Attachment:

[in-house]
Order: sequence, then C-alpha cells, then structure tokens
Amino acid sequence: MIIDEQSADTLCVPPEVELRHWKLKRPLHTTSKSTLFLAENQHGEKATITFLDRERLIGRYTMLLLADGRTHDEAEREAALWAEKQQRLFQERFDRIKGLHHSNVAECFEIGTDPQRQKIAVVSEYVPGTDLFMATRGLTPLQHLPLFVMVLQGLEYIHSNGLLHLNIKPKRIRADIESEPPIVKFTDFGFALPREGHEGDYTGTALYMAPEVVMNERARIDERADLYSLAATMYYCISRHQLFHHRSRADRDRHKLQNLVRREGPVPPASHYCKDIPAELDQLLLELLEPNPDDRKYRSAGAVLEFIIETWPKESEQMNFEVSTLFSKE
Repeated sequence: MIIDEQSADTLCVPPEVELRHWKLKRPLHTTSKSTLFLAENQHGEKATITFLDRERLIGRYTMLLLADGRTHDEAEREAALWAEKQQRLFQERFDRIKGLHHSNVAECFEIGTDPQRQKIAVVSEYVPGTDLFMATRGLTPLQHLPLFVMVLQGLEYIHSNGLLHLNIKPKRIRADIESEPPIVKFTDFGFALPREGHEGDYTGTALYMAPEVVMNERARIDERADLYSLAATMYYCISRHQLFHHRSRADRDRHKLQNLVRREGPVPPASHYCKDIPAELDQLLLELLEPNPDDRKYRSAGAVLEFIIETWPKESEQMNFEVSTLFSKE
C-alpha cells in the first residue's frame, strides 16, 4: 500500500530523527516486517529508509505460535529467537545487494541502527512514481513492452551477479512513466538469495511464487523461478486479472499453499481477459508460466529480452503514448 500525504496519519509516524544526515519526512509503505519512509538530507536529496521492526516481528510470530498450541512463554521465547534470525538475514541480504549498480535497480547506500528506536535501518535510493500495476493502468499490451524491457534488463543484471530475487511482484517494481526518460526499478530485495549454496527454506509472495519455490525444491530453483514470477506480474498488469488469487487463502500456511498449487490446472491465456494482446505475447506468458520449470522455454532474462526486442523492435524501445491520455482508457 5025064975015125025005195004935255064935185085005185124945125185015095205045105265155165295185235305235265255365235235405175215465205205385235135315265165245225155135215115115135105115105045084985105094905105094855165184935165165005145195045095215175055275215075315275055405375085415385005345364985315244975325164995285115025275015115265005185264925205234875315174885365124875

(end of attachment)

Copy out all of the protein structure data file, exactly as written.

[in-house]
Order: sequence, then C-alpha cells, then structure tokens
Amino acid sequence: MIIDEQSADTLCVPPEVELRHWKLKRPLHTTSKSTLFLAENQHGEKATITFLDRERLIGRYTMLLLADGRTHDEAEREAALWAEKQQRLFQERFDRIKGLHHSNVAECFEIGTDPQRQKIAVVSEYVPGTDLFMATRGLTPLQHLPLFVMVLQGLEYIHSNGLLHLNIKPKRIRADIESEPPIVKFTDFGFALPREGHEGDYTGTALYMAPEVVMNERARIDERADLYSLAATMYYCISRHQLFHHRSRADRDRHKLQNLVRREGPVPPASHYCKDIPAELDQLLLELLEPNPDDRKYRSAGAVLEFIIETWPKESEQMNFEVSTLFSKE
Repeated sequence: MIIDEQSADTLCVPPEVELRHWKLKRPLHTTSKSTLFLAENQHGEKATITFLDRERLIGRYTMLLLADGRTHDEAEREAALWAEKQQRLFQERFDRIKGLHHSNVAECFEIGTDPQRQKIAVVSEYVPGTDLFMATRGLTPLQHLPLFVMVLQGLEYIHSNGLLHLNIKPKRIRADIESEPPIVKFTDFGFALPREGHEGDYTGTALYMAPEVVMNERARIDERADLYSLAATMYYCISRHQLFHHRSRADRDRHKLQNLVRREGPVPPASHYCKDIPAELDQLLLELLEPNPDDRKYRSAGAVLEFIIETWPKESEQMNFEVSTLFSKE
C-alpha cells in the first residue's frame, strides 16, 4: 500500500530523527516486517529508509505460535529467537545487494541502527512514481513492452551477479512513466538469495511464487523461478486479472499453499481477459508460466529480452503514448 500525504496519519509516524544526515519526512509503505519512509538530507536529496521492526516481528510470530498450541512463554521465547534470525538475514541480504549498480535497480547506500528506536535501518535510493500495476493502468499490451524491457534488463543484471530475487511482484517494481526518460526499478530485495549454496527454506509472495519455490525444491530453483514470477506480474498488469488469487487463502500456511498449487490446472491465456494482446505475447506468458520449470522455454532474462526486442523492435524501445491520455482508457 5025064975015125025005195004935255064935185085005185124945125185015095205045105265155165295185235305235265255365235235405175215465205205385235135315265165245225155135215115115135105115105045084985105094905105094855165184935165165005145195045095215175055275215075315275055405375085415385005345364985315244975325164995285115025275015115265005185264925205234875315174885365124875